December 8 Final preparations in place
This is Wally Berg reporting from Punta Arenas. Since my last call you might imagine that life has been pretty boring around Punta as we wait for clearance for our flight on the Iylushin jet down at Patriot Hills, Antarctica.
And I can hardly say that because our life revolves around the radio sched’s and the contact with Jaco the meteorologist. We’ve been ready to go. I’ll describe a bit of that to you in this dispatch.
The weather report yesterday morning, Sunday, was not good from Jaco. He had 8 octers of stratus cloud over him, in other words complete cloud cover. The contrast is poor and the winds were quite high. It remained that way through most of yesterday but Jaco got his satellite image last evening and basically as late as 10:30pm we were ready to go out to the airport. The crew was set to go. We finally went to bed just before 5am this morning and I got a call and I got to the airport, you’ll recall we’ve already been out there once.
There’s a lot of interesting people on our flight, besides just Will, Gus and myself. In particular I enjoyed this morning meeting the crew and guys from Saskatchewan and Edmonton and one guy living in Missoula, Montana right now.
These are the guys that are going down to do the work on the DC 3 that was disabled when it blew away from its wind anchor down at Patriot Hills last year. Quite a project! These guys travel all over the world rescuing stranded aircrafts like this. I’m going to be real interested to see how they do.
But with that little aside out of the way, I have to mention that we got reports from Jaco after we were at the airport today that caused Rachel Shepard, the operations manager here, to pull the group together and give us the bad news that we were heading back in to Punta Arenas.
Quite a dejected crew out there. I’ll send some photos not only of that but also now that we’re back here in the sunny garden of our hostel in Punta, things are looking a little cheerier.
We know we will get down there eventually. It’s always a big deal to get transport down on to the ice. When Rachel had to give that news today she came over to me and said, “Well we’ve been through this before!”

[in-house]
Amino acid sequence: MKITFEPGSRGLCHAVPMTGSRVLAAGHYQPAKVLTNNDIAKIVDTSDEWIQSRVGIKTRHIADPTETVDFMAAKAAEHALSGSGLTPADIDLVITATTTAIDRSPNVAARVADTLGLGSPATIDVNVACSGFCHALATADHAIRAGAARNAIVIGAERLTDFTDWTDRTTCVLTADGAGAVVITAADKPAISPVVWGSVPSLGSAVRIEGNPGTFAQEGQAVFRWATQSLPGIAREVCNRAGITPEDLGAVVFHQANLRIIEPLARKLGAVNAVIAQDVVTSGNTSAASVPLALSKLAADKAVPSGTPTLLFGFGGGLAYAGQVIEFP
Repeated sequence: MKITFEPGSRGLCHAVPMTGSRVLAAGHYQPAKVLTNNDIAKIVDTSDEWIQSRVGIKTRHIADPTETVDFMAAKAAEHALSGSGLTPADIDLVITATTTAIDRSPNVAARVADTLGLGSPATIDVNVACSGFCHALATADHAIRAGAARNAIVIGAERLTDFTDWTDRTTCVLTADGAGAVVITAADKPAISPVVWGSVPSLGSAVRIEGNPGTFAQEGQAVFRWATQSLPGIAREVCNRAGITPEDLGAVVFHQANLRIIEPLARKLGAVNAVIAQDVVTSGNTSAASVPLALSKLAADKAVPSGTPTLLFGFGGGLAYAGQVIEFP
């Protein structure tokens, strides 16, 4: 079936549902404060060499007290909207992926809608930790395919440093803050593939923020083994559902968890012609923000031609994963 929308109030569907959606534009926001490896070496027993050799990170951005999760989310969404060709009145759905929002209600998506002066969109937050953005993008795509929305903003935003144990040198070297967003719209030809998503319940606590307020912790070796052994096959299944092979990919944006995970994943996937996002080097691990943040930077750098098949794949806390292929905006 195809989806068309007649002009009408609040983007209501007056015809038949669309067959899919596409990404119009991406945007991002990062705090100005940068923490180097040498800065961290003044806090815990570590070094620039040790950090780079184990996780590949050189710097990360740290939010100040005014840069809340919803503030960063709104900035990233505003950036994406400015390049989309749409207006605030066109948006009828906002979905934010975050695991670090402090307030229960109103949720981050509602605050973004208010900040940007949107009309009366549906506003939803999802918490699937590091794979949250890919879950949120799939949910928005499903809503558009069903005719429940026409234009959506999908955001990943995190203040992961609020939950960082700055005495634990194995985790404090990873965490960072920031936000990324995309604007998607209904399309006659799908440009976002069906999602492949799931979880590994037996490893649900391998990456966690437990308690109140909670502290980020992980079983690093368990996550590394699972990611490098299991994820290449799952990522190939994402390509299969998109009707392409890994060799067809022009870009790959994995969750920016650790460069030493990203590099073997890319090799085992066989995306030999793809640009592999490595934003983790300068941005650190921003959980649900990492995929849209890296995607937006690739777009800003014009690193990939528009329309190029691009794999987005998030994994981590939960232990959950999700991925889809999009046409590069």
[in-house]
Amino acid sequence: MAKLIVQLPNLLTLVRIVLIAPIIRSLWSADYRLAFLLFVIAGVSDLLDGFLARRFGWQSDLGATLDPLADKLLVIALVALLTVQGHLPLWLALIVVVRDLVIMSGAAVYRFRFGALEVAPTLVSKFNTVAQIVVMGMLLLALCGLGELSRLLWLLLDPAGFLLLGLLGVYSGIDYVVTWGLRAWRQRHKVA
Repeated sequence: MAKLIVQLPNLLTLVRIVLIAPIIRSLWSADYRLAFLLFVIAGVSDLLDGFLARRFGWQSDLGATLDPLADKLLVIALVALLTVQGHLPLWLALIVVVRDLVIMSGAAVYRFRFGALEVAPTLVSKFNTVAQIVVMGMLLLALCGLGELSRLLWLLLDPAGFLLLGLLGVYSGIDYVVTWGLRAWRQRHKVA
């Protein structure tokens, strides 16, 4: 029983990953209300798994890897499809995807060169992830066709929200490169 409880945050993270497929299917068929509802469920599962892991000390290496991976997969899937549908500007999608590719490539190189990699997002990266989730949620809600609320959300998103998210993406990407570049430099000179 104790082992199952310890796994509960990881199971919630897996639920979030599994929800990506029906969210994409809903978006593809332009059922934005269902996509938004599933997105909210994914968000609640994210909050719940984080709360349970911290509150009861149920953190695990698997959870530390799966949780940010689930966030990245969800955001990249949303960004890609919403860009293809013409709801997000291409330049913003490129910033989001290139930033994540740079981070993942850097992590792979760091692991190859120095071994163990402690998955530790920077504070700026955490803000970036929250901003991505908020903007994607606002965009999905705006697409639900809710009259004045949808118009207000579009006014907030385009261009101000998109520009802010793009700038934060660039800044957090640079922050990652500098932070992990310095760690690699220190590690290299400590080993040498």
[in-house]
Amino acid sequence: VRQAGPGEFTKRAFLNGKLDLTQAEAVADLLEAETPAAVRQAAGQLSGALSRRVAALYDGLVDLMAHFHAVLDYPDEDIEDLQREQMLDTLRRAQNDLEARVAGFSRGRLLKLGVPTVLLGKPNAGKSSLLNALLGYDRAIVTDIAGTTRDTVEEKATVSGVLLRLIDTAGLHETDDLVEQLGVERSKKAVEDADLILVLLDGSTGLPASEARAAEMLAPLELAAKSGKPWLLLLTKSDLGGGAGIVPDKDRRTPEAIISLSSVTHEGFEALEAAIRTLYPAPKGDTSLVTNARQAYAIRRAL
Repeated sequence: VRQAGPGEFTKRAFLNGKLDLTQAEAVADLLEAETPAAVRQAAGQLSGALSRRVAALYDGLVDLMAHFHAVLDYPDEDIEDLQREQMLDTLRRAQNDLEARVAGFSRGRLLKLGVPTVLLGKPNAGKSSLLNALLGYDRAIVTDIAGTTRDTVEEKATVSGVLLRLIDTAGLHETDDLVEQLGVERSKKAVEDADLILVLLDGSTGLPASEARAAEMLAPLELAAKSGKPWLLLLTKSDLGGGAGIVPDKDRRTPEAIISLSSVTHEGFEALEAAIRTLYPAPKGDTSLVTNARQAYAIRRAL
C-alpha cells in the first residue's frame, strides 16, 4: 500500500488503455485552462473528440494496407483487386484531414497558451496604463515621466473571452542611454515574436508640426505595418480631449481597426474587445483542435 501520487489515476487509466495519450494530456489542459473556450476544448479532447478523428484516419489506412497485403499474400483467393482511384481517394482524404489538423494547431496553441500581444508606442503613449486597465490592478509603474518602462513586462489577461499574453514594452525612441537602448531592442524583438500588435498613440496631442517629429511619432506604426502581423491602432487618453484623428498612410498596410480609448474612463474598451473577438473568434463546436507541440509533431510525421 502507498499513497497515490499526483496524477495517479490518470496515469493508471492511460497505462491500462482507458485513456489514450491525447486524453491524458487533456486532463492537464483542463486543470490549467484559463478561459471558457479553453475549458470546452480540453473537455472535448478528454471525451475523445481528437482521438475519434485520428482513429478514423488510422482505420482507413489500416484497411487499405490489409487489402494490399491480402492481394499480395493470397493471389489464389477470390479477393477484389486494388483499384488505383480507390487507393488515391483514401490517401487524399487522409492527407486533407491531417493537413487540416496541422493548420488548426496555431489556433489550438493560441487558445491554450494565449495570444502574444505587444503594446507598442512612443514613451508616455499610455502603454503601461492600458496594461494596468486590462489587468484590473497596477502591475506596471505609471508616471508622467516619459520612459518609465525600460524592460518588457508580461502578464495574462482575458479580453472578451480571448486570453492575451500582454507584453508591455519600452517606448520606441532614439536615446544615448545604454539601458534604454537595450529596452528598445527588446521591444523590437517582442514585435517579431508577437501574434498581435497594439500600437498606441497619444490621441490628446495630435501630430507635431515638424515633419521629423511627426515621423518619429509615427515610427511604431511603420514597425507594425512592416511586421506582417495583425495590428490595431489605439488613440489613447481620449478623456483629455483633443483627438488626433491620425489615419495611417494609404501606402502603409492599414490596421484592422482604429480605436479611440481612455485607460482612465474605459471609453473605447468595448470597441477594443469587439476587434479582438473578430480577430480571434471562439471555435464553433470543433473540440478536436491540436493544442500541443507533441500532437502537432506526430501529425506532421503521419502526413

She and I and many of the other staff here have sat through a lot of waits to get down to the ice. That feeling you have when you step off the aircraft and you’re in the interior of Antarctica always makes it worth it. We’re just hanging on for our opportunity, which we’re sure is coming.
I did two things last night that is sort of the last step for me when I really think we’re going to go. I ran down to the market knowing they would be closed when I got up very early this morning to go to the airport as I would likely do and I bought our frozen vegetables. Of course when we are down on the ice you can take those bags of frozen peas or broccoli or something like that and they are great to carry around, they’re light weight, you throw them in your one-pot meals and they always make things a lot nicer when you have your dinners.
Frozen vegetables aren’t easy to store while you’re waiting in Punta Arenas, so I wanted to wait until the last minute to buy my frozen vegetables. I did not buy them before we went out to the airport for the first flight.
Nor did I put my Scarpa Phantom 8000 boots on that’s the second thing I do when I really think we’re going to fly. This morning, I had the frozen vegetables and I had my Scarpa 8000 meter boots on rather than just my sandals. But I still had to come back to town.
We’re going to make it to Antarctica and we’re going to climb Vinson. Will, Gus and myself are still doing well, missing family and friends but determined get this hanging out out of the way. This is the hard part.
When we are down on the ice it will be worth it and, who knows, maybe as soon as 4 o’clock this afternoon or sometime through the night we’ll be back out at the airport giving it another shot.
This BAI expedition